Managing Intellectual Capital in Non-Profit Elderly Care Organizations

Managing Intellectual Capital in Non-Profit Elderly Care Organizations

Virpi Sillanpää (Department of Business Information Management and Logistics, Tampere University of Technology, Tampere, Finland) and Harri Laihonen (Department of Business Information Management and Logistics, Tampere University of Technology, Tampere, Finland)
DOI: 10.4018/jisss.2012100105
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Abstract

The management of intellectual capital (IC) is considered as a highly promising approach for non-profit organizations (NPO). However, lack of in-depth understanding about the issue and practical tools to support management persists. IC research in the case of NPO’s is still rather generic and conceptual. This paper makes a contribution by describing the practices of IC management in this particular context. The paper describes one possible approach to recognize the key intangibles of non-profit organizations. This approach was applied in three case organizations in order to illustrate the significance of IC from the viewpoint of value creation in services. More generally, the paper illustrates first, the necessity to concretize the strategic perspectives of IC management and second, the need for measurement tools that enable the monitoring of IC.
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Introduction

During the last few years interest in intellectual capital in the non-profit sector has increased. The central role of intangible resources in this sector has been recognized and the literature presents several approaches that link intellectual capital to the context of non-profit organizations (e.g., Fletcher, Guthrie, Steane, Roos, & Pike, 2003; Guthrie, Steane, & Farneti, 2009; Kong, 2007a, 2007b, 2009; Kong & Prior, 2008; Kong & Thomson, 2006; Sillanpää, Lönnqvist, Koskela, Koivula, Koivuaho, & Laihonen, 2010). Even though the central role of IC in non-profits has been recognized, the literature remains at a rather conceptual level with only some empirical examination about the IC or IC management in the context of non-profit organizations.

In general, IC literature has recognized and highlighted that the success of organizations depends on their intellectual capital and several models for classifying, measuring and managing IC have been introduced (e.g., Edvinsson & Malone, 1997; Sveiby, 1997; Roos & Roos, 1997). The practical applications of IC management have concentrated mainly on large for-profit organizations. However, the importance of intangible resources is not limited to big companies. Many small and medium size organizations are highly knowledge-intensive (e.g., Alvesson, 1993; Miles et al., 1995), or intangibility and management of knowledge assets are for other reasons highly relevant to them.

This paper focuses on non-profit organizations operating in the field of welfare services. The paper describes three IC management development projects of non-profit elderly care organizations and thereby operationalizes the strategically oriented IC approach in the given context. The organizations studied are examples of fairly small organizations with relatively limited development resources. From the viewpoint of IC management their information needs are rather simple, and correspondingly, their measurement culture is not very sophisticated. Therefore, the measures and respective managerial tools and processes should not be too complex nor resource consuming.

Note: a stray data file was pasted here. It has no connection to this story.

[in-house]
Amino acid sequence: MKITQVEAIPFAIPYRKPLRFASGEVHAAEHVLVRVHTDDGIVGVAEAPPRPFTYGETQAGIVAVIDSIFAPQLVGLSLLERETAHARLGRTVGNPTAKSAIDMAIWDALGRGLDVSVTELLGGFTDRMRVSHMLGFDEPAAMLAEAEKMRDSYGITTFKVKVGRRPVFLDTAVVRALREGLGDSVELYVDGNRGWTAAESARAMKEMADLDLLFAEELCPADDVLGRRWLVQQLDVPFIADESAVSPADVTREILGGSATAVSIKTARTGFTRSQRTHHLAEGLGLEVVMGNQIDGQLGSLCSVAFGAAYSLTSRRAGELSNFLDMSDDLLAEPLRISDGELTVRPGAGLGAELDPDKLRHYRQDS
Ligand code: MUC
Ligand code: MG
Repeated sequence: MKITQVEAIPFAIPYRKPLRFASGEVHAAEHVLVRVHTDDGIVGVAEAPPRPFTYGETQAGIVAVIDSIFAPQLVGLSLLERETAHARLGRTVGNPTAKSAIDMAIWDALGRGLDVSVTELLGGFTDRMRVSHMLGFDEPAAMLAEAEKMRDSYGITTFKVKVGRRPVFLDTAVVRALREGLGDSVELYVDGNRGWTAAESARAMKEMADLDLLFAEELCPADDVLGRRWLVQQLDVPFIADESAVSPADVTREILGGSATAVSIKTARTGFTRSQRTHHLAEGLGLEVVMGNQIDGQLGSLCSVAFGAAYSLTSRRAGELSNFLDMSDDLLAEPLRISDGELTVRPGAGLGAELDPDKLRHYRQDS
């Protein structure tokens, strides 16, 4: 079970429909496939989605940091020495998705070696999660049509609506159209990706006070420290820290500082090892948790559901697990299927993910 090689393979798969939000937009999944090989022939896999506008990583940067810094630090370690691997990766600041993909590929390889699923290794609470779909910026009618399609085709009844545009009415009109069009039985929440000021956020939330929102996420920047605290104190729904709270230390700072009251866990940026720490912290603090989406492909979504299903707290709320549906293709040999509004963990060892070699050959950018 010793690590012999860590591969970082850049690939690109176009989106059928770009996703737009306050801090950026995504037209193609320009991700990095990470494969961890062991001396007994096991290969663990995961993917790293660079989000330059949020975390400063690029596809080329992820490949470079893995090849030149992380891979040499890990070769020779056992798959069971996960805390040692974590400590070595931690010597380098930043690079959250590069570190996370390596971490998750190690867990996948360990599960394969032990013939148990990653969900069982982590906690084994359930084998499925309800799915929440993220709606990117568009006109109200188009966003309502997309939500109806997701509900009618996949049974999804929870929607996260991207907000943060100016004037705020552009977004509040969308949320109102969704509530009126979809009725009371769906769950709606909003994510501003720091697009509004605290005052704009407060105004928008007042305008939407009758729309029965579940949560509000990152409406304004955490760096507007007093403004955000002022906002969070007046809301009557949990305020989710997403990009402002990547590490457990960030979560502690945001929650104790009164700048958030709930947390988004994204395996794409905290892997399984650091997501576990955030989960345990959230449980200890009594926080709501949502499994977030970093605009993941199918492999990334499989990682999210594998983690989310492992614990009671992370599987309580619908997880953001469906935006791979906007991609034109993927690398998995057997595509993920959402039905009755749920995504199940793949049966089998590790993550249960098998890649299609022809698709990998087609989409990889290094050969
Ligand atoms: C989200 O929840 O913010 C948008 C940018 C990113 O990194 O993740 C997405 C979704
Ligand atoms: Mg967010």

The earlier literature has recognized the significance of intellectual resources for non-profits and suggested IC management as a promising approach to manage these resources (e.g., Kong et al., 2008). It also suggests that non-profit organizations can successfully adopt managerial approaches and tools from the for-profit sector (e.g., Ramirez & Janiga, 2009; Beck, Lengnick-Hall, & Lengnick-Hall, 2008). However, empirical experiences of applying IC management in these organizations are still scarce. Therefore, the literature has called for more detailed analysis of IC factors and demanded practical measures that would support the IC management in non-profit organizations (Sillanpää et al., 2010). Originating from this, the first objective of this paper is to report which intangible resources are the most important for non-profit elderly care organizations from the viewpoint of their value creation processes. The second objective arises from the first one and from the overall purpose of illustrating the significance of IC in non-profits –how can IC in these organizations be managed in practice? In order to achieve its objectives, the paper describes different phases of the development processes that were carried out in the case organizations.

The rest of this article is organized as follows. In the next section, the current understanding of IC in the context of non-profit organizations is briefly reviewed and a conceptual framework for analyzing their value creation is presented. This is followed by descriptions of the empirical setting and research methodology. Empirical examination of three case organizations is elaborated in the following section. Finally, analysis and conclusions are presented.

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